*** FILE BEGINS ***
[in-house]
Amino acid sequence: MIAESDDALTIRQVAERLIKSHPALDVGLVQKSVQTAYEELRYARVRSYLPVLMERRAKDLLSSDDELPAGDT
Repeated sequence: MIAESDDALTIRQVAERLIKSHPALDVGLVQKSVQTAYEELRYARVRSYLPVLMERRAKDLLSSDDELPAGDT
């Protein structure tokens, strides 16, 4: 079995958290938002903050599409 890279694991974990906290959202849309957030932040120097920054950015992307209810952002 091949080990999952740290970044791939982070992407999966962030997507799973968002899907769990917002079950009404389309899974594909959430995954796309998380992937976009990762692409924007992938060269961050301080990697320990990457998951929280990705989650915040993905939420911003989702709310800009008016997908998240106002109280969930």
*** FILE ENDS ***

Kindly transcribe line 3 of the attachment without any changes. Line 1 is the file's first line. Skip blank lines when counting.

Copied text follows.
Repeated sequence: MIAESDDALTIRQVAERLIKSHPALDVGLVQKSVQTAYEELRYARVRSYLPVLMERRAKDLLSSDDELPAGDT